preheat the oven to 425. chop those potatoes into whatever shape you want (and if you want to peel them, we won’t stop you). dice the garlic, and toss everything togther in a bowl. bake on a parchment paper’d baking sheet for 20-25 minutes, and you’ve got it.

simple but tasty, and great on the side of a lot of dishes.

Strawberry Spinach Salad (June 10, 2011)

found this one online; a really delicious little summer salad. it feels like cheating to add strawberries to a green salad, but it turns out fruit is actually good for you too, and so this one was a pretty simple double winner.

via allrecipes dot com


* 2 tablespoons sesame seeds
* 1 tablespoon poppy seeds
* 1/2 cup white sugar
* 1/2 cup olive oil
* 1/4 cup distilled white vinegar
* 1/4 teaspoon paprika
* 1/4 teaspoon Worcestershire sauce
* 1 tablespoon minced onion
* 10 ounces fresh spinach – rinsed, dried and torn into bite-size pieces
* 1 quart strawberries – cleaned, hulled and sliced
* 1/4 cup almonds, blanched and slivered


1. In a medium bowl, whisk together the sesame seeds, poppy seeds, sugar, olive oil, vinegar, paprika, Worcestershire sauce and onion. Cover, and chill for one hour.
2. In a large bowl, combine the spinach, strawberries and almonds. Pour dressing over salad, and toss. Refrigerate 10 to 15 minutes before serving.

it’s very simple, with greens, strawberries and almonds and an oil and poppyseed dressing. we used half the sugar in the dressing, but about a third of the oil we used was our fantastic blood orange oil from artisano’s in indianapolis. it really was the crowning touch.

a fantastic summer salad, while the strawberries are fresh and plentiful.

Butternut Squash and Sage Risotto (October 12, 2010)

I found this recipe with some on the Unprocessed October Challenge.

1 Butternut Squash, halved, seeds removed, and cut into ½-inch pieces
Olive Oil
Sea Salt
Freshly ground Black Pepper
2 Shallots, minced
5 cloves Garlic, minced
1-1/2 cups Arborio Rice*
5-1/2 cups Vegetable Stock (homemade, or an organic store-bought variety without preservatives)
1-1/2 cups White Wine (or, if that’s too “processed” for your taste, use 1-1/2 cups hot water and 1 TB lemon juice)
2 Tbs. freshly chopped Sage

Preheat oven to 400 degrees. Place the squash pieces on a non-stick baking sheet or baking liner. Toss in olive oil, then lightly salt and pepper them.

Roast for approximately 25 minutes, or until squash is tender and just starting to brown. Set one half of the squash aside.

Take the other half of the squash and put into a blender with the white wine or hot water with lemon. Purée the mixture and set aside.

In a large pot, heat vegetable stock to boiling.

In a heavy saucepan, heat olive oil and sauté the shallots and garlic until translucent, but not brown. Stir in the Arborio rice and stir to coat the rice with oil. Slowly add in the broth, one cup at a time. As the rice has mostly absorbed it (about 5 minutes), add more. After about 20 minutes, add in the pureed squash and wine mixture, and the sage. Let the rice cook and absorb that. If you need more liquid, add more of the stock. Cook the rice until al dente, about 30 minutes.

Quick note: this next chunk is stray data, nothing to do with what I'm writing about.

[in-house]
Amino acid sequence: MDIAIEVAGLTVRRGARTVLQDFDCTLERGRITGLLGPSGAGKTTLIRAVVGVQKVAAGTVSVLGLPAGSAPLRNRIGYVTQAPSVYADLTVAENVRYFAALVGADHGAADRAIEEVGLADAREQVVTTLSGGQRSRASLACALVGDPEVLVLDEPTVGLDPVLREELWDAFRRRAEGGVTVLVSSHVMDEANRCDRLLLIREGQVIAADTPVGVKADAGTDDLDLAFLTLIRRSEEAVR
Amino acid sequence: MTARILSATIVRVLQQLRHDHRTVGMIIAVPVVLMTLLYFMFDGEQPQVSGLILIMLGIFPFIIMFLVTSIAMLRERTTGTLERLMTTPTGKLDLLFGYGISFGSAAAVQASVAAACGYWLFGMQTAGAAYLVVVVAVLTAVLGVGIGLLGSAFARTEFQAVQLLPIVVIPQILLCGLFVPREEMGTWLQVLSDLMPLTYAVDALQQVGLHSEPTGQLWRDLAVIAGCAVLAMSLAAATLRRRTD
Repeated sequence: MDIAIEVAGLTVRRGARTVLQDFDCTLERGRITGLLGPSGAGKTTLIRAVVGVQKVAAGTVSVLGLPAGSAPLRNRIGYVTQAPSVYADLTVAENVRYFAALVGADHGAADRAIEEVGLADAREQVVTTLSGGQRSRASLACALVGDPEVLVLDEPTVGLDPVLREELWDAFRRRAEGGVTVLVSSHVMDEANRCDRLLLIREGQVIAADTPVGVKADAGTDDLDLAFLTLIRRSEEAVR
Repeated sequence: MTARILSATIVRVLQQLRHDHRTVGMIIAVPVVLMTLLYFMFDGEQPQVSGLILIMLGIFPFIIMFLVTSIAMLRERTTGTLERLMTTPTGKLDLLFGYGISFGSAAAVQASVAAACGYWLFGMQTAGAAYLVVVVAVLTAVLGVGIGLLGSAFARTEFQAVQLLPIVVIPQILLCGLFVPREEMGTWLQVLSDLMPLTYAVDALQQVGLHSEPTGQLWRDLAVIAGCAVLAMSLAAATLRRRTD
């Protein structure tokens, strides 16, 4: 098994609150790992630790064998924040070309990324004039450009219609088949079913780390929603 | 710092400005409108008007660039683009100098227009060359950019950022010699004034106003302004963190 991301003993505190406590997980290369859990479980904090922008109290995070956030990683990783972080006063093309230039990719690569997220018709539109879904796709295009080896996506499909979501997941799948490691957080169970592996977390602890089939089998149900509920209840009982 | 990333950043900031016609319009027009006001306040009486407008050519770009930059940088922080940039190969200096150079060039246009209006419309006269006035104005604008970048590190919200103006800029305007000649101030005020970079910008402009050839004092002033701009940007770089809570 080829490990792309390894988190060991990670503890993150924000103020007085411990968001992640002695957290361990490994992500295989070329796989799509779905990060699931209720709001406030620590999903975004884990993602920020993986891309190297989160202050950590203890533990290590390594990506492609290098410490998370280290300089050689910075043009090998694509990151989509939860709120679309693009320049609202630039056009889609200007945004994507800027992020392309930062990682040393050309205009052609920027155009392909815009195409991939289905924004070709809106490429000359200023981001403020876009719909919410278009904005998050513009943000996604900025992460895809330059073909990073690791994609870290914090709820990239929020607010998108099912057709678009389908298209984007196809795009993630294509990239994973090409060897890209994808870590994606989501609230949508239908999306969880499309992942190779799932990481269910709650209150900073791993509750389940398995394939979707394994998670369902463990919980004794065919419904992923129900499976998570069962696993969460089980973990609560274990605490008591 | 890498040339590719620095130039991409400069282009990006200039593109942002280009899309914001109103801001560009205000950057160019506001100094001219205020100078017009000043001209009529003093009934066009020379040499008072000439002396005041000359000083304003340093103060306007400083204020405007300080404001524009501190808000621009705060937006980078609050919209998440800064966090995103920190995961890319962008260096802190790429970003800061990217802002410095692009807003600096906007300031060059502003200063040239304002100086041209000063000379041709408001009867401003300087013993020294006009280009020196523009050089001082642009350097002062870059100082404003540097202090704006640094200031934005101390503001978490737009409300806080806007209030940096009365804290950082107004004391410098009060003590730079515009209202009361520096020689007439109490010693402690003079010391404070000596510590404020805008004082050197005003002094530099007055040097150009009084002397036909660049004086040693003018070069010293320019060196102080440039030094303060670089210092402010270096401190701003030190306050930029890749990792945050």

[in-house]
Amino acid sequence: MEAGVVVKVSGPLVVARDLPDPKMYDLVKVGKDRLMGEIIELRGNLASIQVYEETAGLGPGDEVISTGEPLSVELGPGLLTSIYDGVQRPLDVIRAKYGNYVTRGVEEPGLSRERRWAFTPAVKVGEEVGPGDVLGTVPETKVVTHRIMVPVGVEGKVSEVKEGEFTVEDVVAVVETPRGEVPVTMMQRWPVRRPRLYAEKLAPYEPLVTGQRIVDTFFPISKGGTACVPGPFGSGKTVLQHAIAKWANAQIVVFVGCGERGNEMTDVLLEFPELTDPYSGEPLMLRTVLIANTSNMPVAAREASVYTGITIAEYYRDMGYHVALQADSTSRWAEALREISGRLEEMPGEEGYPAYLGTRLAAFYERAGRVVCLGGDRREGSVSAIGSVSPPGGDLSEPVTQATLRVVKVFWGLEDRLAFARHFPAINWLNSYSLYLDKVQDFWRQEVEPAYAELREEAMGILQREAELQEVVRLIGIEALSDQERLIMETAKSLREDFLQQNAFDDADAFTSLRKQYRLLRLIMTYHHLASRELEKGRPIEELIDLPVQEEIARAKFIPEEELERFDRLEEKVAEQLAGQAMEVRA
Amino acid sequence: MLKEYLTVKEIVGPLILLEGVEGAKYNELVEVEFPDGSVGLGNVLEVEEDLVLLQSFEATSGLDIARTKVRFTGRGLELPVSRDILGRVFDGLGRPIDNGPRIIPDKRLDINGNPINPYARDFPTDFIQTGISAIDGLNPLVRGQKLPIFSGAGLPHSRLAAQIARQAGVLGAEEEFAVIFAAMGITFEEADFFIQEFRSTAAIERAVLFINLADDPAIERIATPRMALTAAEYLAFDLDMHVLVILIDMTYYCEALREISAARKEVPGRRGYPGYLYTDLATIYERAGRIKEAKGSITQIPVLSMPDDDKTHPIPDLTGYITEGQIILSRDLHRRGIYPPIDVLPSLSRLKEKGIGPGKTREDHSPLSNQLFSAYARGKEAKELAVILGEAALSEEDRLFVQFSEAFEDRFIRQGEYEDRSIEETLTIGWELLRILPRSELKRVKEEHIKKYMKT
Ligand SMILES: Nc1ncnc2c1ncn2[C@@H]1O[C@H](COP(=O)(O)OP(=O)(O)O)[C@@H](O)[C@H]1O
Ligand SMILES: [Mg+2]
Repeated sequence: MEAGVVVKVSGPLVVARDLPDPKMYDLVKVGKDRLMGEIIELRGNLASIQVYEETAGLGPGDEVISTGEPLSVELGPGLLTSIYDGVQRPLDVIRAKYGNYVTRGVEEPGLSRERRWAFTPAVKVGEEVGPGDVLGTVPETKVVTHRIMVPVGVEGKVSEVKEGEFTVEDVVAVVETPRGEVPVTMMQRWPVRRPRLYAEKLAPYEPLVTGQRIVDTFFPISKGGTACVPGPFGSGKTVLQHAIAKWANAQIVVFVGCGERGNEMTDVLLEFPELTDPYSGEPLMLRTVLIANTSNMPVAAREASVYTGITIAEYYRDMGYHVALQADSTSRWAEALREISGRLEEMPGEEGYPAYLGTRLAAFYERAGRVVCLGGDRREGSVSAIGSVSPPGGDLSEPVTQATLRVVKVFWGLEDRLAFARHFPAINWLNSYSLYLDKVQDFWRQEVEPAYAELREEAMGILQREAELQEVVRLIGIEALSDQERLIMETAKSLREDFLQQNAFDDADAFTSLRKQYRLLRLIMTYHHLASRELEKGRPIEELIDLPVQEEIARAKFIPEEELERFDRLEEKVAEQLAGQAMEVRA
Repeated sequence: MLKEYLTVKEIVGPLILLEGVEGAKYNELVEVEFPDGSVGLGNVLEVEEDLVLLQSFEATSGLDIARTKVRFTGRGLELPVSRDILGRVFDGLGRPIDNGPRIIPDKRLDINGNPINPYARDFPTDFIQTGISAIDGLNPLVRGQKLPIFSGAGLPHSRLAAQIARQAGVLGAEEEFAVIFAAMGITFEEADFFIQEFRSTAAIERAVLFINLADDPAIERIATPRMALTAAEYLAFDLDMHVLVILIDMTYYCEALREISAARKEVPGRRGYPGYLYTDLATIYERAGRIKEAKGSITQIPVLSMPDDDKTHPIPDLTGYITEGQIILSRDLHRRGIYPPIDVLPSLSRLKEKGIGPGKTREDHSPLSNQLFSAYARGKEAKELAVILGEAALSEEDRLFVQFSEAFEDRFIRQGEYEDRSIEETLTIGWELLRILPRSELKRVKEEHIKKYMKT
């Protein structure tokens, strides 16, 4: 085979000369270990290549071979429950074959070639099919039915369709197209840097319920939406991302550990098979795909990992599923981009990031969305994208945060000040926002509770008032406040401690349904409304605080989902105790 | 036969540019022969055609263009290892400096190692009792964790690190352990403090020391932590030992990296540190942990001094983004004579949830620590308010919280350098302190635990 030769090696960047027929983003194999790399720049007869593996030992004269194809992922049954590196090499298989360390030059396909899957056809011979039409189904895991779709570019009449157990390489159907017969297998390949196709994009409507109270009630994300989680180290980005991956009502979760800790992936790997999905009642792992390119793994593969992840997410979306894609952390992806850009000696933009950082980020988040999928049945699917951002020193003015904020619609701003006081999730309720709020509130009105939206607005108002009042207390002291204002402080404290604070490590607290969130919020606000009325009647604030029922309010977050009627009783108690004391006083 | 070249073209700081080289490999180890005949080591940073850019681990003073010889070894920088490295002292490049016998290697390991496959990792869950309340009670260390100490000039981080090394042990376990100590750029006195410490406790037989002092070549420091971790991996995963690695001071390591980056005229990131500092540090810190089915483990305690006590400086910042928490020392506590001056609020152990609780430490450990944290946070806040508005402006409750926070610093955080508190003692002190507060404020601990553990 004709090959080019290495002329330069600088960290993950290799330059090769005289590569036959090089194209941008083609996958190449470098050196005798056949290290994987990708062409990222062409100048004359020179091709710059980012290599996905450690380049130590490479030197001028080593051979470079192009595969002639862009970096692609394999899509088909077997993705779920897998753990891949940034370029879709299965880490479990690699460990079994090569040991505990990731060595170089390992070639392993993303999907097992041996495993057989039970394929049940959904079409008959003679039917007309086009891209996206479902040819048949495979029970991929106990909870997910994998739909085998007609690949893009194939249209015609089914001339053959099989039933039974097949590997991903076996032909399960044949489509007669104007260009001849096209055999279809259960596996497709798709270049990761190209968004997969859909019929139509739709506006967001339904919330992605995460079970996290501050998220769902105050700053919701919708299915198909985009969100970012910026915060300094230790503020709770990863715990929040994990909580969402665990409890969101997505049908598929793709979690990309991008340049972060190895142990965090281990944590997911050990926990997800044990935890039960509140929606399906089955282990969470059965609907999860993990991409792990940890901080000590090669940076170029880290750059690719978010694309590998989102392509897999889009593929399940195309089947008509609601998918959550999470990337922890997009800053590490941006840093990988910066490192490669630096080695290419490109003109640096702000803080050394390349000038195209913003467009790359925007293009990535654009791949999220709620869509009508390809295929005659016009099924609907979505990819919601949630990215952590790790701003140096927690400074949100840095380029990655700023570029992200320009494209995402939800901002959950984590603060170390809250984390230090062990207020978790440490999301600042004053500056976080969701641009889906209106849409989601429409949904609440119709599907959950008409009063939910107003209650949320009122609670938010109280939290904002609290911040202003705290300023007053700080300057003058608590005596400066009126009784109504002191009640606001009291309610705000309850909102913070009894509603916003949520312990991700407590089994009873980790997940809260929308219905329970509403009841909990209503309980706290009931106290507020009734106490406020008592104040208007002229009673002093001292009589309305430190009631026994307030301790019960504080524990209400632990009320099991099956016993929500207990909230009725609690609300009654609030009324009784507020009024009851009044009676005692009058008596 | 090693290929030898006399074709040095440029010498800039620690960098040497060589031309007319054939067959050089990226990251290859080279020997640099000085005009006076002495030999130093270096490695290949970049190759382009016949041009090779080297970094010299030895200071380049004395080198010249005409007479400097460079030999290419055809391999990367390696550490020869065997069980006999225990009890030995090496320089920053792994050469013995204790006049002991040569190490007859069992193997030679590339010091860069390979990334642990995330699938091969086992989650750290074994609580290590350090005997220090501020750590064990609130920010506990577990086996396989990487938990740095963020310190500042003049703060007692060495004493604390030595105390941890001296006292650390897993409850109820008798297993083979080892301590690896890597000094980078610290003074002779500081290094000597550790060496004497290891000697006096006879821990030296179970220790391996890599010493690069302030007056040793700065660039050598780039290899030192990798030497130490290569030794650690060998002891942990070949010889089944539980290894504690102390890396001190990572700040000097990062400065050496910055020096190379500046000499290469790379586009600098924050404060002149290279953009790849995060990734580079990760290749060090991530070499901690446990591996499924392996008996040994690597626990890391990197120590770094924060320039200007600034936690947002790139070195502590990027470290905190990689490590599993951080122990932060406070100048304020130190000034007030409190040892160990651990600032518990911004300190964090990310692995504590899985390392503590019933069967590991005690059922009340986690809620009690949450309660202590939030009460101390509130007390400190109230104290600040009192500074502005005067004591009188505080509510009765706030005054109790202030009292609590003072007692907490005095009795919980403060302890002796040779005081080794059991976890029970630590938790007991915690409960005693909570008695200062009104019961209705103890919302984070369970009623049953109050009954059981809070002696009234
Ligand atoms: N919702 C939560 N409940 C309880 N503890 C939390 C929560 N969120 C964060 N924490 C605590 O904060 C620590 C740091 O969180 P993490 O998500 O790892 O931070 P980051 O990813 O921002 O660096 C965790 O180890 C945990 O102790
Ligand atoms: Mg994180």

Stir in the pieces of roasted squash and remove from heat.  Garnish with a sprig of fresh sage.

The most difficulty I had was peeling the squash. I liked the way the wine tasted in the risotto. I think it added a bit of sweetness that I wasn’t expecting. Also, I found the rice a bit chewy, but maybe that is right. It is hard to tell…I would like to make it again, if only to see if I could get the rice a bit more tender. B+

Quinoa and Tomato Salad (September 6, 2010)

I really like this salad. It is a Weight Watcher’s recipe, but it makes the right amount for one person to have for four days out of five for lunch. I usually put the cold salad on a bed of baby greens or spinach and have a piece of bread. The protein in the quinoa usually helps me to stay full through till dinner.

1 cup quinoa
2 cups grape tomatoes or cherry, red or yellow
1 Tbs olive oil
1Tbs white wine vinegar or to taste
1/2 tsp salt, or to taste
1/4 tsp black pepper
2 Tbs Chives (I usually leave these out because they are expensive and I think only moderately add to the dish)


  • Put quinoa in a fine-mesh sieve or fine strainer. Place under cold running water until water runs clear (this eliminates the bitter taste contained in quinoa’s coating); drain well. (Or you can buy certain brands of quinoa that are pre-rinsed.)
  • Place rinsed quinoa in a medium saucepan and cover with 2 cups of cold water; bring to a boil over high heat. Reduce heat to low, cover and simmer until the grains are translucent and the germ has come out of each grain, about 15 minutes. Cover and remove from heat; let sit for 5 minutes.
  • Spoon quinoa into a large bowl and set aside to cool. Meanwhile, finely chop tomatoes, reserving 2 tablespoons of the tomato juice; set tomatoes aside.
  • In a cup, combine tomato juice, oil, vinegar, salt, pepper and chives; stir well.
  • When quinoa is at room temperature, stir in chopped tomatoes; add tomato vinaigrette and toss again. Yields about 1 1/4 cups per serving.